Tuesday, March 30, 2010

Past & Present: My 2010 San Francisco Decorator Showcase Room

Ivory Tower”, a Room for Thought
I’m making progress on my room. You may remember my previous Showcase rooms:
  • 2006 “Travelers Hideaway” a Guest Retreat (Washington at Spruce)

  • 2008 “Orient Passage” a Sitting Room (Scott Street)

  • 2009 “Reverie” the Master bedroom (Pacific Avenue)
My room this year, entitled “Ivory Tower”, is a charming third floor dormer-windowed space in an historic Albert Farr (architect) Pacific Heights Mansion. Here is the sketch of my room.

Friday, March 12, 2010

Albert Farr: San Francisco Decorator Showcase Architect

I was captivated by the architecture of the Showhouse and the intriguing dormer windows on the third floor. When the architecture spoke to me, I knew I had to investigate and learn more about the architect. This is what I learned.

Albert Farr, the architect who designed the house chosen for the 2010 San Francisco University High School Decorator Showcase (located at 3450 Washington Street), was born in Omaha, Nebraska in 1871 and was raised in Japan where his father worked to establish the postal system. He came to SF in 1890 at the age of 18.

His career began just as the First Bay Tradition began to upstage Victorian Architects, until the time Modernism began to emerge. Farr’s most famous project is Wolf house, built for Jack and Charmian London in Glen Ellen in Sonoma County. Begun in 1910, the 15,000 square foot house, two years into construction, tragically burned down in 1912, most likely due to the spontaneous combustion of linseed rags left in the house. Under-insured, London could not afford to rebuild. The ruins can be visited at the Jack London Historic State Park.

An Emerging Style: First Bay Tradition
Farr was an important architect in his own time, emerging in the early 20th century as a key part of the development of the “First Bay Tradition,” which included such greats as architects Ernest Coxhead, Willis Polk and Bernard Maybeck.

In the 1890’s and 1900’s, the First Bay Tradition, which combined styles with historical references, began to emerge. It specialized in combining vernacular in informal suburban homes and less formal city homes. Architects celebrated the awkward and rustic nature of this genre.

This combining of styles in varying periods into a look that was centered on the West Coast is what intrigued these architects. The style was not specific to a period as much as it was a study of the relationship between classic period and national styles. The juxtapositions of scale and materials would create a new paradigm that was deliberately slightly out of the norm. This odd mix of traditions was used in an unorthodox manner purposefully to convey a regionally specific look.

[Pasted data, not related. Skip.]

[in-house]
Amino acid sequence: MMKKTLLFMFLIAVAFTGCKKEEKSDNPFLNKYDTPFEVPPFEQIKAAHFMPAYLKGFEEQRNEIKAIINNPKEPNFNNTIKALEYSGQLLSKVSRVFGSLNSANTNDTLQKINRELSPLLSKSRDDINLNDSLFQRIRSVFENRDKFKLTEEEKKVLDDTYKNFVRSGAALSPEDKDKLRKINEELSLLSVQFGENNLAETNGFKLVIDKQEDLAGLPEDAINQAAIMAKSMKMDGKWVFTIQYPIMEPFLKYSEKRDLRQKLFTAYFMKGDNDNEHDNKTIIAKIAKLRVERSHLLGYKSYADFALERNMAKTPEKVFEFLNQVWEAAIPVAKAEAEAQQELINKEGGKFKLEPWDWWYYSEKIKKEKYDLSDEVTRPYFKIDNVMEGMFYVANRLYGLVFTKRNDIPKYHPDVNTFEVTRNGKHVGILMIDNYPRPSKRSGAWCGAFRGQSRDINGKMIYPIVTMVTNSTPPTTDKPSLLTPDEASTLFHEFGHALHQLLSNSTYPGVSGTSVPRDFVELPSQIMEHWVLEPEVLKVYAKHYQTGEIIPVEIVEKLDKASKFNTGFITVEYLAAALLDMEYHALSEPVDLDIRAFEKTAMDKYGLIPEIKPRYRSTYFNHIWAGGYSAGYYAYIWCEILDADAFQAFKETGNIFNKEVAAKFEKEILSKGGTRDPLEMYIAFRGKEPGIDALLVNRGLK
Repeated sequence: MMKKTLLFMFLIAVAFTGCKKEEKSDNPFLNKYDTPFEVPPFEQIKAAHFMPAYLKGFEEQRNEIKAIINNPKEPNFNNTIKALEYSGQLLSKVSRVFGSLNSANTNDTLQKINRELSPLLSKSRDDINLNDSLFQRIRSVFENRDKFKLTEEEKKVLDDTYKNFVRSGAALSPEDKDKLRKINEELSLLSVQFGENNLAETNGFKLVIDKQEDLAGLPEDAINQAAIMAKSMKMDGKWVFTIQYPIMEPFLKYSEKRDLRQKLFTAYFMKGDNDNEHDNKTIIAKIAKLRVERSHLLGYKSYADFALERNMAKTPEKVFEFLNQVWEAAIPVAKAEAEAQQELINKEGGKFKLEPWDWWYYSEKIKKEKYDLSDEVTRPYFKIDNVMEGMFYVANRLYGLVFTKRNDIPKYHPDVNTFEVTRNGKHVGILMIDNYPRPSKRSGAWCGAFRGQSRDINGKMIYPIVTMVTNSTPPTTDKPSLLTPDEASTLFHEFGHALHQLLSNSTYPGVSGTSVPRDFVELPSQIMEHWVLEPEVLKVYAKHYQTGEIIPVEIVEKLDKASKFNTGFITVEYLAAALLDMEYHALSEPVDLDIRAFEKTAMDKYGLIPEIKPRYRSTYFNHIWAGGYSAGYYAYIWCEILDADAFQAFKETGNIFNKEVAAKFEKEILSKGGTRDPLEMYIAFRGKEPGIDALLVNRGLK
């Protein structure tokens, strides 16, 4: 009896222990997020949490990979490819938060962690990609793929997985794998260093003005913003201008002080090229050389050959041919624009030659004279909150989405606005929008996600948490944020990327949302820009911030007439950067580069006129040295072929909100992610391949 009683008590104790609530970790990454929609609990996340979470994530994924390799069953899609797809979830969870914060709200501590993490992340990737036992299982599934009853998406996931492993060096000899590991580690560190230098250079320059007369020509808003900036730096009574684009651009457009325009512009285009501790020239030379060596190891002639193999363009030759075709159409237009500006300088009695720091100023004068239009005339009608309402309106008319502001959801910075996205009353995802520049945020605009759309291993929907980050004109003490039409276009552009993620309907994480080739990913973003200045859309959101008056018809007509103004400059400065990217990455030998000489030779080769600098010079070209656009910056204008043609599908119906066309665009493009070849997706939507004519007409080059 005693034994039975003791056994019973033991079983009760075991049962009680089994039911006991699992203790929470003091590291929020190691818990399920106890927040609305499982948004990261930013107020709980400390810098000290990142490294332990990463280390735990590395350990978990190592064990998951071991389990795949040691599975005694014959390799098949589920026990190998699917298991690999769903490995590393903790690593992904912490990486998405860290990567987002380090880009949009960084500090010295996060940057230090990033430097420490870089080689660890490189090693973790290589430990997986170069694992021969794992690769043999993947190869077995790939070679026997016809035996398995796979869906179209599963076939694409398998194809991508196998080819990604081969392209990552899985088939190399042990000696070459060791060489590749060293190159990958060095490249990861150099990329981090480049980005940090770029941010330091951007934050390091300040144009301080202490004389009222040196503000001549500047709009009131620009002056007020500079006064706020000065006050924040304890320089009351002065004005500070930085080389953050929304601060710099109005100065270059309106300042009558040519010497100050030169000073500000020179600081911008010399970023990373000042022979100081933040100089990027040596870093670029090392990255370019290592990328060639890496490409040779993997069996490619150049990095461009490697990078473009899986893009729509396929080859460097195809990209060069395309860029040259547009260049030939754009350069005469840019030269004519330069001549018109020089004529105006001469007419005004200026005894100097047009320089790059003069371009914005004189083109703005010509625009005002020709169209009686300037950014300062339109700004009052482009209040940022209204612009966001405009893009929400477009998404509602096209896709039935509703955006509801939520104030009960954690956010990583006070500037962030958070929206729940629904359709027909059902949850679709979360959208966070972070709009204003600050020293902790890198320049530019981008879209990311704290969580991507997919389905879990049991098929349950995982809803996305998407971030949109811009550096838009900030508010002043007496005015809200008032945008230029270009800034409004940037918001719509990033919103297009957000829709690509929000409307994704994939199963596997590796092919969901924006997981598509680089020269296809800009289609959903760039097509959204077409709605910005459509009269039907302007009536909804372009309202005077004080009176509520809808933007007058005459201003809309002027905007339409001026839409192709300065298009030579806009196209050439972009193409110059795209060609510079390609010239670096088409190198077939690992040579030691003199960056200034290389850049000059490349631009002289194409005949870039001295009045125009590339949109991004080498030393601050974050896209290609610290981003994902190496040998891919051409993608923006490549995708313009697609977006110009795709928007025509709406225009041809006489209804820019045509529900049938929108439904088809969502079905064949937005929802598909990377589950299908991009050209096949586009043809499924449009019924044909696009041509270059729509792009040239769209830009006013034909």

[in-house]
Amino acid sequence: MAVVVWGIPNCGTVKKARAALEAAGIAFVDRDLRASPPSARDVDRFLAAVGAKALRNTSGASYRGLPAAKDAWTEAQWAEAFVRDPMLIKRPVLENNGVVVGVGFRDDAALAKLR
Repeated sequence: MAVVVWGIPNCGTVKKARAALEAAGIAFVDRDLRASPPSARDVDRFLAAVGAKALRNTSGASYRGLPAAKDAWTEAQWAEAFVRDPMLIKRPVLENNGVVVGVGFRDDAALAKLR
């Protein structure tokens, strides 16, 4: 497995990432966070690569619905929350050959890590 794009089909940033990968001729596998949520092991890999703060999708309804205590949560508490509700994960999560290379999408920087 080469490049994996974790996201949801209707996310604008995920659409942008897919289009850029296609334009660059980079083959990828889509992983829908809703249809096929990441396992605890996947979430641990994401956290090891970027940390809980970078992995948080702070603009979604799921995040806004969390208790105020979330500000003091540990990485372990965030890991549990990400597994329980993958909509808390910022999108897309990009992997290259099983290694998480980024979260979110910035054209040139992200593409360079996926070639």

Farr incorporated many architectural styles into his own work that evolved over time during his 50 year career. The use of historical reference in architecture prevailed at the time and few were as adept as Farr in creating structures using such a wide variety of styles.

Albert Farr had a unique approach to his own view of this rustic Bay movement. Many examples of his works can be seen in Belvedere, Piedmont, Claremont, and Oakland, as well as San Francisco. His details include numerous gables, overhanging medieval half-timbered shingle designs with influences from Coxhead and Polk. This became a popular look that continued for many years. In fact, based on an erroneous building permit entry, the Showcase house was incorrectly attributed to Polk.

The Showcase House
The Decorator Showcase house was designed by Farr in 1929. It is reminiscent of the style of Henry IV at Place de Voges. The red brick structure, trimmed in stone, is topped by a steeply pitched slate roof. The symmetrical front obscures what appears to be an earlier Norman manor on the uphill side. There are turrets, multiple dormers and roof details.

It has large interior public spaces and high ceilings, both features often seen in Farr homes. He gave special attention to the third level of homes that was often left as undeveloped attic space and he did this at 3450 Washington. Knowing this, I see what drew me to the room I’ll be designing for the Showcase – The room is small but the dormer window create a compelling charm; a space that might have been forgotton but was creatively captured. A small door between the windows leads to a secret hiding place.

Construction over time is suggested by the way Farr uses varying styles in different parts of the structure. He creates a horizontal axis by leveling the platform in front, while the style becomes more vertical on the downhill side of the house.

Mixing Styles and Influence
Throughout his career Albert Farr worked with Latin influences, both Spanish and Italian, using a Mediterranean vernacular years preceding the popularity of Spanish Colonial revival in the 1920’s. Mission motifs can be seen in some of his earliest works. His interpretation is subtle, inventive and unexpected.

Farr’s work is incorrectly termed “period revival.” He was interested in combining styles rather than recreating exact period works. He created styles that combined Italian baroque, French, Moorish, Gothic, Medieval, English Georgian, Tudor and more. Again, I see why I was so drawn to the architecture, as I love mixing different periods and styles, in my own design aesthetic.

Farr’s importance has gone relatively unnoticed by historians. Knowledgeable clients have always been aware of his talents. Farr retired at the beginning of WWII and his work was upstaged by the onset of Modernism. Albert Farr passed away July 12, 1947 in Piedmont after a distinctive 50-year career.